Chinese first began settling in Winnipeg around 1870. Soon afterwards Brandon and rural prairie towns saw Chinese men in their communities as well. The first Chinese laundryman to settle in Brandon was in 1884. By 1901 the Manitoba census listed an all-male population of 206 Chinese men living in Brandon. Ten years later this number had risen to 885. The majority of Chinese immigrants worked in the laundry or restaurant business. Those with higher levels of education and better English skills could work as travelling salesmen. However, the restaurant is most commonly associated with the Chinese as an occupation. Opening a restaurant was a relatively logical thing for an immigrant to do as it required no specifically Canadian skill-set. Even English was not a necessary requirement as the universal language of hungry bellies served to overcome the language barrier. Especially in the early years, meals served in Chinese restaurants were largely improvised in the absence of authentic Chinese ingredients.
Life was difficult for Chinese settlers on the Manitoban prairies. The summers were hot and dry and the winters cold and accompanied by deep snow. Yet they worked through the difficult conditions without nearby families and sources of support. In rural communities the Chinese restaurant and laundry owners learned English to make friends with their customers and others in the community in order to make a living. Yet the hard work and long hours made little time available for socialising.
Most towns in western Manitoba had a Chinese restaurant at least until the 1950s. They made important contributions to rural Manitoba and fostered fond feelings among their customers and neighbours.
Today, Chinese restaurants continue to be a focal point in southwest Manitoba’s communities.
A Brief History of Local Chinese Establishments
Pierson, 1929 – 1940. In 1929 Alex Ying, a young Chinese man in Melita, bought a cafe and remodelled it into a very up-to-date establishment. He sold groceries, meats, confectionaries and served meals and short orders. In 1940 he leased the building and moved to Brandon.
Melita. The building that was to become the Carleton Cafe was owned and operated by Ho Wing and Mark Jing. They sold it in 1921 to W. D. Hoe, who in turn sold it in 1926 to George Yum. In 1928 Alex Ying bought the business and put $10,000 of renovations into it, calling it the Carleton Cafe. Joe and Normon purchased it in 1932 and operated it for 10 years until Frank and Jack Yuen took over. The cafe closed for good in 1967, after which the building was torn down.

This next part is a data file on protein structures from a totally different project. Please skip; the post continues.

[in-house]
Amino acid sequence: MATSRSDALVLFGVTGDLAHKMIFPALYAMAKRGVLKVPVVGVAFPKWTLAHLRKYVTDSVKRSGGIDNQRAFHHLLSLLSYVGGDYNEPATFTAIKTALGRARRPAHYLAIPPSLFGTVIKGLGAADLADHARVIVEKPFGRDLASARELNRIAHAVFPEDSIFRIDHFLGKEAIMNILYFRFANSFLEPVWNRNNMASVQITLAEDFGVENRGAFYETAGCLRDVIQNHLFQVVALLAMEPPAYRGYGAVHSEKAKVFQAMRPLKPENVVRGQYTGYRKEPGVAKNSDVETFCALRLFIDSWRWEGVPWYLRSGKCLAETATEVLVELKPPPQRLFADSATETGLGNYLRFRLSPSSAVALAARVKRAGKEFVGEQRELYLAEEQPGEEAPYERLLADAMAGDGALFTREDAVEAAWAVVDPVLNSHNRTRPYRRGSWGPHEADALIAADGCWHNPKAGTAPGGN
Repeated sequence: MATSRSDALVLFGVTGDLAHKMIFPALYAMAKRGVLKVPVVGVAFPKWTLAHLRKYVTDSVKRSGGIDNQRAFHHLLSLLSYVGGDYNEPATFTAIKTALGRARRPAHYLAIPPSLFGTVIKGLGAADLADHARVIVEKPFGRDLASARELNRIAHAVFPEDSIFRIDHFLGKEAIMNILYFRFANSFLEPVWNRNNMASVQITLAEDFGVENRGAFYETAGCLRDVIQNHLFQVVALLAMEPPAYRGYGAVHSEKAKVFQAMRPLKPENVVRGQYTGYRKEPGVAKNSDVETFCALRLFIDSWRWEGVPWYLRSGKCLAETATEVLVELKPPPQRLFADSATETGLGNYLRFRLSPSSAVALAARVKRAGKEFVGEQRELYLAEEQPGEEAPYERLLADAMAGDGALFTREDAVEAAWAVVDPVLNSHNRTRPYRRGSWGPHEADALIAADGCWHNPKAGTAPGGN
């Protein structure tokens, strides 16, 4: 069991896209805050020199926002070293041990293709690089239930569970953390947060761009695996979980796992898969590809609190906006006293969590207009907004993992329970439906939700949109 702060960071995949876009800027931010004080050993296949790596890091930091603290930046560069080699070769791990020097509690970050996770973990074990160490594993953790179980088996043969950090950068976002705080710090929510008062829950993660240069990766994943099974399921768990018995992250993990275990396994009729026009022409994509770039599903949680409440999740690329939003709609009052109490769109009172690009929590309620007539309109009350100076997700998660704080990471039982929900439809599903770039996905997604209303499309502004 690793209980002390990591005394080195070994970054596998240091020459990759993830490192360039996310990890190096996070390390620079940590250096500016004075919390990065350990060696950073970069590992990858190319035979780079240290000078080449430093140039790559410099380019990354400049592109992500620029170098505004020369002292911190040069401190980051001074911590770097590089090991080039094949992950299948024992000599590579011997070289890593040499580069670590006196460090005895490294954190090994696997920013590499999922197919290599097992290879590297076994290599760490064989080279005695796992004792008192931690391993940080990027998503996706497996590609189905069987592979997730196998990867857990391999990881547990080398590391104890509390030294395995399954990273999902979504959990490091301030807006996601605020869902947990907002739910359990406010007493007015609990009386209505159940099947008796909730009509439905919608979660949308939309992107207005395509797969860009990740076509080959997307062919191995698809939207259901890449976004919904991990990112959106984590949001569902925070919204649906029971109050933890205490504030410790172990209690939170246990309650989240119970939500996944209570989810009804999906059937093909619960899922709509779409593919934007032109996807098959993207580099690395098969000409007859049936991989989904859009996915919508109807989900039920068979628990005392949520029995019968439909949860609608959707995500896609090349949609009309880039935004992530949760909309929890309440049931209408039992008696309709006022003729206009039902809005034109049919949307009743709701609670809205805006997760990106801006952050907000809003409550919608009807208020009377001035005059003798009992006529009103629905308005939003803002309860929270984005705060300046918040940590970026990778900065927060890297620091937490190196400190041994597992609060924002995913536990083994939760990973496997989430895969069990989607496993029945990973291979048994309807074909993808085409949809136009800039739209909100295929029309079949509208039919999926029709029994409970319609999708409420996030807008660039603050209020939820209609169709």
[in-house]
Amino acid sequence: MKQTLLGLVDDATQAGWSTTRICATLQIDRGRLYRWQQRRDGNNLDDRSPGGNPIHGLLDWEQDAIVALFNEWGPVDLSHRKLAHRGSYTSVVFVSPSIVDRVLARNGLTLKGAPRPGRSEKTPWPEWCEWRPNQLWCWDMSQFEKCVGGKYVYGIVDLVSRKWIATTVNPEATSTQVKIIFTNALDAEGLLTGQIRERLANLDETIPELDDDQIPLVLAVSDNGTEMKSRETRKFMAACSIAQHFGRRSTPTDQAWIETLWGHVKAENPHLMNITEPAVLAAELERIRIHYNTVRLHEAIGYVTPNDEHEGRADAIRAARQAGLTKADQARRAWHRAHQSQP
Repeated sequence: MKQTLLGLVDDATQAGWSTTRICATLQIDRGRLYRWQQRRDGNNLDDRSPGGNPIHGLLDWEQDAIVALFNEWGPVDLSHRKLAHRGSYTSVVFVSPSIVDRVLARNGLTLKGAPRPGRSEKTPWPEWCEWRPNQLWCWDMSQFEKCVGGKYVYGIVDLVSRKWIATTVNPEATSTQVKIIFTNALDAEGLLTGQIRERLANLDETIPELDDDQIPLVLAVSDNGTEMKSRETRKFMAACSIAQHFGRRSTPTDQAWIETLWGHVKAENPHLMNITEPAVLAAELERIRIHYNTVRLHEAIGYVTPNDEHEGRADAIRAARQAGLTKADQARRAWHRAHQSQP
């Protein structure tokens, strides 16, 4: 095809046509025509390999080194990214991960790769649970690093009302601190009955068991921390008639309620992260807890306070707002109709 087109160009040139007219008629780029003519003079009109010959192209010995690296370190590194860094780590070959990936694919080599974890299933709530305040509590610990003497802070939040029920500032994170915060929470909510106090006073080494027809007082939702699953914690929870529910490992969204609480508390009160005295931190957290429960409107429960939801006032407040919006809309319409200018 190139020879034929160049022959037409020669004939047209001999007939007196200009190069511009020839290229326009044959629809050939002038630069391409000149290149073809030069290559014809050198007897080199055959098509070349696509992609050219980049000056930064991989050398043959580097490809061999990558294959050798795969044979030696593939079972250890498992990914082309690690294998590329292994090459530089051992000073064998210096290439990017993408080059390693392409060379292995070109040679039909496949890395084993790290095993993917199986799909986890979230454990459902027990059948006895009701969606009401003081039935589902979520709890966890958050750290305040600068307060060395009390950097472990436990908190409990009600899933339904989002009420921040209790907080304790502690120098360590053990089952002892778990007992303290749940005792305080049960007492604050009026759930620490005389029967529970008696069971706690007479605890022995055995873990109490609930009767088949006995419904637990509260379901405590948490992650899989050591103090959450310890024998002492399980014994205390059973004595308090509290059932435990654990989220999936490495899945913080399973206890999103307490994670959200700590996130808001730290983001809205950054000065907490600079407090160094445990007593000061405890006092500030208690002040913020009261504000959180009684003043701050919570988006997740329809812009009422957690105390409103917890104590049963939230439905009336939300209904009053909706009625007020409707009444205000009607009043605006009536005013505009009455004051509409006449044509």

Boissevain. At one time all of Boissevain’s laundries were operated by Chinese men who rarely advertised their services. Little is recorded about them, except that Boissevain had at least one for many years. The earliest record of a laundry in Boissevain is 1891, (though it could possibly be earlier) when Sam Long had a Laundry where the MAFRI office is today on South Railway St. In 1935 Wo Soon Hoy died from pulmonary thrombosis after providing laundry services to Boissevain residents for many years.
1935 – post 1967. By 1935 (possibly before) Yuen Sam was operating the Peace Garden Café in Boissevain. In 1945 Gin Soon came to work at the Cafe. Yuen Sam managed the cafe for 27 years until Gene Yuen bought it in 1962.
Deloraine. Shih Ping Chan and his son Ning Chen of Brandon moved to Deloraine in the mid 1990s and bought a building on North Railway from the Town of Deloraine. They renovated it and opened for business in February of 1995, serving both Chinese and Western foods. Shih Ping made a visit to China in 1997 and returned with Ai Ping Chen who also works at the restaurant. The name of their establishment is “Hoy Sun Chinese Restaurant.”
Lyleton: A local report of the friendliness of rural Manitoba is given by Suez Yuen, whose husband, Tom Yuen, ran a café in Lyleton, Manitoba. In her words: “Lyleton people, old and young, are very friendly. I can’t find a place where people are so friendly, not in China, not in Hong Kong, not in any other place in Canada.” Tom Yuen arrived in Lyleton in 1940 and his wife followed in 1951. The townspeople of Lyleton were very helpful during the busy time of the Second World War, helping Tom in his café by volunteering to wash dishes and sell ice cream and soft drinks.
Marshall, Alison R. "The Way of the Bachelor: Early Chinese Settlement in Manitoba." University of British Columbia Press, February 2011.
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Author: Teyana Neufeld
Boissevain History Committee. "Beckoning Hills Revisited Morton Boissevain 1881—1981." Altona: Friesen Printers, 1981. pp 74, 85.
Chinese Canadian National Council. “History.” Retrieved June 10, 2010. http://www.ccnc.ca/redress/history.html
Dalla-Vicenza, Peter. “Traditional Chinese Cafes Endure as a Constant throughout Prairies.” Vancouver Sun. 1 April 2000.
Deloraine History Book Committee. "Deloraine Scans a Century 1880—1980." Altona: Freisen Printers, 1980. pp 161.
Marshall, Alison R. “Chinese Immigration to Western Manitoba Since 1884: Wah Hep, George Chong, the KMT, and the United Church.” Journal of Canadian Studies. Vol 42, No 3. (Autumn, 2008): 28-54.
---. “Early Chinese Settlers in Western Manitoba.” Manitoba History. No 62 (Winter 2009): 2-8.
---. “Everyday Religion and Identity in a Western Manitoban Chinese Community: Christianity, The KMT, Foodways and Related Events.” The Journal of the American Academy of Religion 77.3 (September 2009).
---. "The Way of the Bachelor: Early Chinese Settlement in Manitoba." University of British Columbia Press, February 2011.
Melita-Arthur History Committee. "Our First Century Town of Melita and Municipality of Arthur." Altona: Friesen Printers, 1983. pp 386.
RM of Edward History Book Committee. "Harvests of Time." Altona: Friesen Printers, 1983. pp 206-7, 702.
Wickberg, Edgar, ed. "From China to Canada: A History of the Chinese Communities in Canada." Toronto: The Canadian Publishers, 1982.
Photos: Boissevain Recorder Fonds. "MG16 B1." Boissevain Community Archives